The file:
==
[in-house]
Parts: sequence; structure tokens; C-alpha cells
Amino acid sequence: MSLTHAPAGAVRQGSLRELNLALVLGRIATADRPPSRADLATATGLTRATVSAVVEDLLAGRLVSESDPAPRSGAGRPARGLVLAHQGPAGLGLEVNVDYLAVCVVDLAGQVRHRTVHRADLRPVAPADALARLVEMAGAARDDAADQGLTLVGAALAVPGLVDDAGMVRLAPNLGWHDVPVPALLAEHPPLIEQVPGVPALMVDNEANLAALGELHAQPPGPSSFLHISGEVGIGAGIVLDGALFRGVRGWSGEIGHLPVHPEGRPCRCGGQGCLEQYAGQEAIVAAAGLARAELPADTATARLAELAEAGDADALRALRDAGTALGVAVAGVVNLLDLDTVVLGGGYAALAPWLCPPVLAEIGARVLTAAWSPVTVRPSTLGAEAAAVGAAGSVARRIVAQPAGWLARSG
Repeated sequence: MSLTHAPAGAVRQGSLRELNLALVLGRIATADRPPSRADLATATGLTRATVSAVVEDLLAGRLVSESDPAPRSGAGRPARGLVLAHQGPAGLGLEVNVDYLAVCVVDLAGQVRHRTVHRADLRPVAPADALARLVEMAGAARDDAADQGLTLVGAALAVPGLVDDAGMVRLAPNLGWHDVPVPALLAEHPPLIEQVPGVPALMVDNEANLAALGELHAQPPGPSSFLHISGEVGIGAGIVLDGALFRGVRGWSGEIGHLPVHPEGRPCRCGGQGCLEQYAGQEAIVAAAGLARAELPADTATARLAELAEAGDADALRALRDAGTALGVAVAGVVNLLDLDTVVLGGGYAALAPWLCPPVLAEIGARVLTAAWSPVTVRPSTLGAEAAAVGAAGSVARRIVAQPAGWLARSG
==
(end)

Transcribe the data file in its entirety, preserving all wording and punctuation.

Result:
[in-house]
Parts: sequence; structure tokens; C-alpha cells
Amino acid sequence: MSLTHAPAGAVRQGSLRELNLALVLGRIATADRPPSRADLATATGLTRATVSAVVEDLLAGRLVSESDPAPRSGAGRPARGLVLAHQGPAGLGLEVNVDYLAVCVVDLAGQVRHRTVHRADLRPVAPADALARLVEMAGAARDDAADQGLTLVGAALAVPGLVDDAGMVRLAPNLGWHDVPVPALLAEHPPLIEQVPGVPALMVDNEANLAALGELHAQPPGPSSFLHISGEVGIGAGIVLDGALFRGVRGWSGEIGHLPVHPEGRPCRCGGQGCLEQYAGQEAIVAAAGLARAELPADTATARLAELAEAGDADALRALRDAGTALGVAVAGVVNLLDLDTVVLGGGYAALAPWLCPPVLAEIGARVLTAAWSPVTVRPSTLGAEAAAVGAAGSVARRIVAQPAGWLARSG
Repeated sequence: MSLTHAPAGAVRQGSLRELNLALVLGRIATADRPPSRADLATATGLTRATVSAVVEDLLAGRLVSESDPAPRSGAGRPARGLVLAHQGPAGLGLEVNVDYLAVCVVDLAGQVRHRTVHRADLRPVAPADALARLVEMAGAARDDAADQGLTLVGAALAVPGLVDDAGMVRLAPNLGWHDVPVPALLAEHPPLIEQVPGVPALMVDNEANLAALGELHAQPPGPSSFLHISGEVGIGAGIVLDGALFRGVRGWSGEIGHLPVHPEGRPCRCGGQGCLEQYAGQEAIVAAAGLARAELPADTATARLAELAEAGDADALRALRDAGTALGVAVAGVVNLLDLDTVVLGGGYAALAPWLCPPVLAEIGARVLTAAWSPVTVRPSTLGAEAAAVGAAGSVARRIVAQPAGWLARSG